Massive data breach affected Wawa - customer credit card details exposed

by Gabriel E. Hall - -

Wawa claims “potentially all” locations affected

Wawa Data Breach

Convenience store and gas station chain Wawa has experienced a data breach that most likely impacted its all 850 stores. The company's security team found malware on its payment processing servers on December 10 and managed to get it contained by December 12. The affected information included names, credit and debit card numbers, as well as their expiration dates.

In its notice to the public on December 19, Wawa explained that the malicious activity was present on its payment processing systems since March 4, 2019, until it was contained by the internal security team. Customers who were visiting one of Wava's stores to buy themselves a scan or fill in gas during that time might be affected.

Wawa said that customers could feel safe when making purchases as of December 12 at its stores. President and Chief Executive Officer of Wawa Chris Gheysens said that the company is deeply sorry for the incident, and promised to do everything to ensure customers' safety:[1]

I apologize deeply to all of you, our friends and neighbors, for this incident. You are my top priority and are critically important to all of the nearly 37,000 associates at Wawa. We take this special relationship with you and the protection of your information very seriously.

Wawa is a large retailer within the US East Coast, operating stores in Pennsylvania, Maryland, Virginia, Florida, Washington D.C., and other states. Due to the number of the affected stores, it is believed to be one of the biggest credit card data breaches of the year.[2]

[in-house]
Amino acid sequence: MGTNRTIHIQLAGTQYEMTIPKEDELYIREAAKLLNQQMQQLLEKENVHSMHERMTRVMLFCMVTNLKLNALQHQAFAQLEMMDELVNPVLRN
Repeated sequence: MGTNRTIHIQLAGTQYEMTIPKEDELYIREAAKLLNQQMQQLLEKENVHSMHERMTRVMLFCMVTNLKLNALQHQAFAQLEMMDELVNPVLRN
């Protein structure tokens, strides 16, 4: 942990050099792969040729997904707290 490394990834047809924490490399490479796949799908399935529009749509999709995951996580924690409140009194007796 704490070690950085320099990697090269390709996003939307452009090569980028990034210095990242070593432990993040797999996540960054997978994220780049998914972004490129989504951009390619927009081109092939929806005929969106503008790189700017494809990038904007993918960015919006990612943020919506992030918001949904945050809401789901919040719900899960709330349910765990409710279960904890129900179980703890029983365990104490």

No other critical information affected

Upon discovering the intrusion, Wawa immediately took the necessary steps to contain it and managed to do so in the upcoming two days. The company also contacted a “leading external forensics firm” to investigate the data breach further, as well as law enforcement. In the meantime, Wawa said it is in the process of improving its security of payment systems.

While it is highly likely that all the stores were affected, it is not all doom and gloom, however. While the first signs of malicious activity were present on March 4, Wawa said that malware managed to get its way through to most of the stores by April 22. The company also noticed that there might be that some customers, as well as some locations, might not have been impacted at all.

Another good news is that malware did not manage to breach other sensitive details about Wawa's customers, such as CVV2 codes, credit/debit card (as well as other) PINs, and all the information within the driver's licenses that are used to verify age-restricted purchases.

Wawa's customers should act immediately

Point-of-Sale (POS) malware[3] has become a real issue for many modern companies in the past few years, as criminal groups like Magecart are capable of injecting a malicious JavaScript code into high profile targets' payment sites without being noticed for months. While there is no information whether Magecart was the culprit this time, considering its previous targets like British Airways[4] or Ticketmaster,[5] it is highly likely to be the case.

As a result of the incident, Wawa arranged a dedicated toll-free call center (1-844-386-9559) to answer all the questions regarding the breach as well as a one-year identity theft protection plan with Experian. If you visited one of the Wawa stores since on or after March 4, you might be affected – contact the provided number for further instructions and monitor your payment card account statements.

About the author

Gabriel E. Hall
Gabriel E. Hall - Passionate web researcher

Gabriel E. Hall is a passionate malware researcher who has been working for 2-spyware for almost a decade.

Contact Gabriel E. Hall
About the company Esolutions

References


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